Purdue University researchers have proposed a new option for incorporating deforestation into the international climate change treaty.
Kevin Gurney, lead author of the proposal and an associate director of the Purdue Climate Change Research Center, will provide testimony on Tuesday (April 22) about the proposed deforestation and climate change policy to the U.S. Senate Foreign Relations Committee on Earth Day.
The approach, titled "Preservation Pathway," would provide carbon credits for developing countries that both set aside a portion of existing forests and slow the rate at which the remaining forests are cut down.
A key point in the approach is its call for a deceleration of deforestation, Gurney said.
"Deceleration - continuously reducing the rate of deforestation - is the only way to ultimately reach zero," he said. "A fixed reduction or decline in deforestation will only delay complete forest destruction."
Gurney applied the idea of deceleration to the common chore of mowing a lawn.
"You could slow down the lawn mower, but it would still eventually cut down all of the grass," he said. "You have to continue to slow down at each turn until you hit the point where the mower is not moving. That's the only way to leave some uncut grass."
Tropical deforestation currently accounts for roughly one-fifth of the global emissions of carbon dioxide, the most important human-derived greenhouse gas, Gurney said.
"This approach brings together the two main goals being discussed in international climate change policy: preserving existing forest and reducing deforestation," said Gurney, who is an assistant professor in the departments of Earth and Atmospheric Science and Agronomy. "It also provides an incentive for developing countries to join in the Kyoto Treaty because they can sell the carbon credits they earn. Many developed countries will need to purchase credits to meet the greenhouse gas emissions reductions currently being discussed. Forests are a major resource for developing countries. We must compensate them fairly for the value of this resource."
Unlike fossil fuel emissions' effect on climate, deforestation is poorly understood, Gurney said.
"The issue of deforestation is very complicated," he said. "We are not only concerned with the carbon emitted into the atmosphere when trees are cut down, but also with preserving forests because they provide food, medicine and a natural habitat."
Gurney and co-author Leigh Raymond, a Purdue associate professor of political science, detailed the Preservation Pathway approach in a paper that was published March 24 in the journal Carbon Balance and Management.
Raymond, who also is an associate director of Purdue's Climate Change Research Center, said the approach allows countries to choose what will work for them and provides an incentive for participation.
"The Preservation Pathway allows countries to select how much of the existing forest it will save," he said. "The greater the amount of forest preserved, the more credits the country earns. A country must also show a deceleration in deforestation of forest not set aside."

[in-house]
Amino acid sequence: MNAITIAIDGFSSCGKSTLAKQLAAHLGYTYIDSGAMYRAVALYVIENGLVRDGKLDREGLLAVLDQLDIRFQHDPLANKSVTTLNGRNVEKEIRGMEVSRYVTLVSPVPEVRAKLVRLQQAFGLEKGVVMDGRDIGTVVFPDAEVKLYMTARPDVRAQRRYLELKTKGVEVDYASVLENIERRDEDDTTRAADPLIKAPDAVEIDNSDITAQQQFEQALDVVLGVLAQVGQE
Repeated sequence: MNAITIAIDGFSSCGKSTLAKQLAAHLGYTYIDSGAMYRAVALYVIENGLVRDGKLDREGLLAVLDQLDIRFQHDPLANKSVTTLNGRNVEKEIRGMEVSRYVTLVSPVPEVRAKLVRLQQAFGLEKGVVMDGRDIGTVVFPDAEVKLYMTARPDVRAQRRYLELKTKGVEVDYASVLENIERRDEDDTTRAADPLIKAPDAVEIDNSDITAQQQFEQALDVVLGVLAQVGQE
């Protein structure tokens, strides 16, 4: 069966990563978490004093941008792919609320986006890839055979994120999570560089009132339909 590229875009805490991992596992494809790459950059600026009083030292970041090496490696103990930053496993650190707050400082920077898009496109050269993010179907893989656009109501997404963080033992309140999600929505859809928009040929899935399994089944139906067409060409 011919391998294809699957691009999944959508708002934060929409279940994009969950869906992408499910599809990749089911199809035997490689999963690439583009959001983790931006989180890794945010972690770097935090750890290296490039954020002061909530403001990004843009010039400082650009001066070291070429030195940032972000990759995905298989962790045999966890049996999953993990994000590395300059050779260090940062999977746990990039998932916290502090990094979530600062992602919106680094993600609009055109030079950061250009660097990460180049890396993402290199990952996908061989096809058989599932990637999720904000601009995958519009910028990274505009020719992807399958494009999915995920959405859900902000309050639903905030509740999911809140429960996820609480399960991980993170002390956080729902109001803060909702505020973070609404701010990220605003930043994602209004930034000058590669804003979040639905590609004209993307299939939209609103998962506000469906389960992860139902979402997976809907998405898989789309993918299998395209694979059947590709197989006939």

Raymond said the paper is a commentary to start discussion on the policy recommendation.
"Carbon emissions and stored carbon are the two big issues of climate change policy," he said. "The big question is how to deal with stored carbon in forests. Should a country get credit for the forests that exist on its land? Is that fair?"
The ultimate goal of the Kyoto treaty is to have the whole world involved and actively working to reduce emissions that cause climate change, he said.
"The emissions and practices of one country affect the entire world," Raymond said. "We must get the developing countries on board. This approach enables that and also opens up the credit trading system. This will help the developed countries obtain the carbon credits they need and will improve the success of policies because more players are involved."
Gurney said the approach has technical advantages over current proposed deforestation policies that would create a baseline and compare deforestation rates relative to it.
"The baseline approach would use historical data and projections of the future, which is technically very difficult to do," Gurney said. "We have a poor understanding and limited historical data on deforestation rates, and predicting what the baseline may be in the future is always iffy."
The Preservation Pathway approach would use satellite imagery to measure success.
Satellites could be used to monitor the forests' canopy cover, which allows for measurement of relative change from one year to the next.
"The Preservation Pathway would only require a relative rate of change and not precise measurements," Gurney said. "It is extremely difficult to reliably measure the emissions from large forest expanses. To accomplish that would require someone on the ground taking measurements, and there are tropical forests where few people have ever set foot.
"This approach relies on the tools we have now and what we know, and it avoids what we don't know," he said. "It gets around some of the technical problems and scientific uncertainties that often slow policy-making."
Next, the research team will evaluate details of the proposed policy. The team will use specific countries as examples and will evaluate various aspects of the approach, including to what degree a satellite can evaluate deforestation rates and what amount of money would be sufficient compensation for the earned credits.
"This approach is a path between now and the end of deforestation," Gurney said. "It does not dictate a percentage rate drop over a set period of time. It is a path all the way to the end, and each can take the path at their own pace."
Cite This Page: